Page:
The Seattle starter bests Greg Maddux 2-1, extending breakout year

SEATTLE Ñ When spring training began in February, Gil Meche's goals were modest: Make the Seattle Mariners' rotation as the fifth starter. Stay healthy. Have fun.

'Mostly, I just wanted to enjoy pitching in the big leagues, not take any day for granted,' he says.

Things have changed since then. Meche, 24, is 9-3, second only to teammate Jamie Moyer (10-3) in victories after beating his idol, Greg Maddux, and the Atlanta Braves 2-1 Sunday at Safeco Field.

A spot in next month's All-Star Game at Chicago's U.S. Cellular Field is somewhere between a possibility and a probability.

'It's not something I'm thinking about, but if it happens, it would make a good story,' Meche says.

At this time last year, an All-Star berth was light years from Meche's mind. After missing the 2001 season because of rotator cuff surgery, then undergoing the knife again in October of that year, his future as a pitcher was in jeopardy.

The 2002 season was less than a rousing success Ñ a 4-6 record with a 6.51 ERA in 13 starts and 25 appearances for Double-A San Antonio. In between, there was a slow rehabilitation process and no guarantees of a return to the majors.

'He had a long rehab period and a lot of self-doubt,' Seattle pitching coach Bryan Price says.

But Meche slowly worked back into the form he showed as a 20-year-old rookie with the Mariners during the second half of the 1999 season, when he was 8-4 with a 4.73 ERA in 15 starts. Back then, control was the biggest issue. He struck out 47, but walked 57, in 85 innings.

This season, Meche has his fastball humming and hitting the right spots. In 83 1/3 innings, he owns a 3.13 ERA, has allowed 73 hits, struck out 63 and walked only 25. Nobody has been more instrumental to the Mariners' American League-best record to date.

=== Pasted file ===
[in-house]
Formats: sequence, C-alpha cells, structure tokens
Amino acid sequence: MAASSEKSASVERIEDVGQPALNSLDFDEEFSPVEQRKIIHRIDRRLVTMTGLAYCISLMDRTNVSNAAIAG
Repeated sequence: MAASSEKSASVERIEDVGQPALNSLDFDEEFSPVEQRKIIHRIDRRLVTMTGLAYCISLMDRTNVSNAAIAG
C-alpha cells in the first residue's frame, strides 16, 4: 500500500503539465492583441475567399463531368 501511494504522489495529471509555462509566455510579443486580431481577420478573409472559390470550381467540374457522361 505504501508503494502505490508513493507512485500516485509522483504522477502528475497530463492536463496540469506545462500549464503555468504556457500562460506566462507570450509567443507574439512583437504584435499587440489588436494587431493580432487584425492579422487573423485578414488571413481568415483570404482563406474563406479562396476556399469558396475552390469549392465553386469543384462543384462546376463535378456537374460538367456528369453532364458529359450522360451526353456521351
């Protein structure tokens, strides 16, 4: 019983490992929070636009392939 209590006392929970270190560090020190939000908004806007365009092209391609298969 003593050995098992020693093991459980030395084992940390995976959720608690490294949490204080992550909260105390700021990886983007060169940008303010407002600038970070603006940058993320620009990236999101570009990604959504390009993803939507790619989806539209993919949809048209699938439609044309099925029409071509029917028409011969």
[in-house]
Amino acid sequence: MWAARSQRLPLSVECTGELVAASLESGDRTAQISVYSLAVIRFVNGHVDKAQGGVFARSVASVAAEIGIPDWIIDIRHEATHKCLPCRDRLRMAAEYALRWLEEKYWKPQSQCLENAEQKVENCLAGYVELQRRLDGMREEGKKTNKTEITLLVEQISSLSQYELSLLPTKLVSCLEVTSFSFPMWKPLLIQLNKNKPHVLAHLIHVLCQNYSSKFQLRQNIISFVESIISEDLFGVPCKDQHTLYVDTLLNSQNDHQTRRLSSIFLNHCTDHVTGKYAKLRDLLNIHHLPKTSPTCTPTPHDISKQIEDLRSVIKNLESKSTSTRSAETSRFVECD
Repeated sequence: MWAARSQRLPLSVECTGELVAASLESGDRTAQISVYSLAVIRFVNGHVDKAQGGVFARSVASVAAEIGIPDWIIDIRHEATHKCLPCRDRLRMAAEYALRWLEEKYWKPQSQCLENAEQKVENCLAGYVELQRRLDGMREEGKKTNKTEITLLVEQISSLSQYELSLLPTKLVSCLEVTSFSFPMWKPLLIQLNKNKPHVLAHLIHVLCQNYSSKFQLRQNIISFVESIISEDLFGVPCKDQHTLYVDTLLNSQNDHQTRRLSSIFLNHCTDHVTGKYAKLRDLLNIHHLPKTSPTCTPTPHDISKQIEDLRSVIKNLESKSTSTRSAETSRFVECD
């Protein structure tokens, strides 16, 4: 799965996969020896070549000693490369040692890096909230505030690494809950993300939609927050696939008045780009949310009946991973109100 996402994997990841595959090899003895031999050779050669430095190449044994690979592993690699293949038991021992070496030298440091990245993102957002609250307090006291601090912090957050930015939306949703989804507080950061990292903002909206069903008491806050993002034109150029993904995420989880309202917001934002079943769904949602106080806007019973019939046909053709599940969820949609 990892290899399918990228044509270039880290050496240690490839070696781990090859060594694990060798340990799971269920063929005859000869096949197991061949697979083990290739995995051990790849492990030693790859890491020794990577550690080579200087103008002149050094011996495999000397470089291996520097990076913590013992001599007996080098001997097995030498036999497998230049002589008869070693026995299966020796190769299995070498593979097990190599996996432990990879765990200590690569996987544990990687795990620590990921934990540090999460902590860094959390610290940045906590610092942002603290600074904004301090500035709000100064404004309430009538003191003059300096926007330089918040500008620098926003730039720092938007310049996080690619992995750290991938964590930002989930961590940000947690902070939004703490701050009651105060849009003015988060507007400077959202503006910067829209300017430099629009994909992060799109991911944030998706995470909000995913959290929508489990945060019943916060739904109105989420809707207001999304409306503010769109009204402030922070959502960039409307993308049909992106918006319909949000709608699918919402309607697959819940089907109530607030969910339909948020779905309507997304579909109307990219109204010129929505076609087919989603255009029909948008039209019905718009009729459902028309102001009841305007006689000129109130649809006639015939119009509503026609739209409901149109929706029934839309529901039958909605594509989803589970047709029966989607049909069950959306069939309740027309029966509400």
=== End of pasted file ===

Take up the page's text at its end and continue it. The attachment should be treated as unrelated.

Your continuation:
'Gil has been phenomenal,' second baseman Bret Boone says. 'I said at spring training we would lean on the pitchers who had been there before, but for us to be really successful, we were going to have to have somebody step up like a Ryan Franklin or Gil Meche. Gil has answered the bell big-time.'

Sunday's game at Safeco was special for Meche, a Lafayette, La., native who grew up watching Atlanta play on WTBS and idolizing Maddux. Meche beat Roger Clemens and the New York Yankees 6-0 at Yankee Stadium on April 29, but beating Maddux was a close No. 2 on his thrill list.

'There was a lot of adrenaline going, facing Maddux for the first time,' Meche says. 'Through Little League and high school, the Braves were the only thing I watched. I saw Greg pitch over and over. Hard to believe I was out there pitching against him.'

Maddux was impressed with his adversary's performance.

'He threw real well,' Maddux says. 'He had a very good breaking ball Ñ slider, curve, whatever he calls it, it broke well. A good fastball and good mound presence. The other guy pitched better, plain and simple. I got outpitched.'

Seattle catcher Dan Wilson says Meche can use four pitches effectively, but placement has been just as important.

'Gil has tremendous velocity on his fastball,' Wilson says. 'It's back in the mid-90s. When you can do that and mix in your curveball, slider and change-up, you are going to be a tough pitcher. And his location has been good. With Gil, that's very important. Right now, he's near the top of the league in effectiveness among starters.'

Meche was only OK during the spring, leaving Price crossing his fingers. The fingers aren't crossed anymore.

'I don't want to say I'm surprised by Gil's performance,' Price says. 'The ability has always been there. He gave us a taste of what he could do in 1999 and 2000. The surprise was, he was able to come in after not having a great spring training and show he's all the way back healthy. His stuff has impressed me as much as anything.

'Gil is pitching with confidence and has a high expectation to win. For a young guy who could very easily say, 'I'm the No. 5 starter, if I win as many as I lose, it's a good season,' he just hasn't done that. He sets a very high standard for himself. When he's on the mound, you can tell he expects good things to happen.'

The Mariners don't want to get ahead of themselves in projecting what Meche can be down the road. At the moment, he's trying to focus on the now.

'Things are happening so fast for me,' Meche says. 'I mean, 13 starts and nine wins Ñ who would have thought I would be saying that after what I've been through? I just have to maintain what I'm doing between starts, not try to do too much and save a little bit for the end of the season.'

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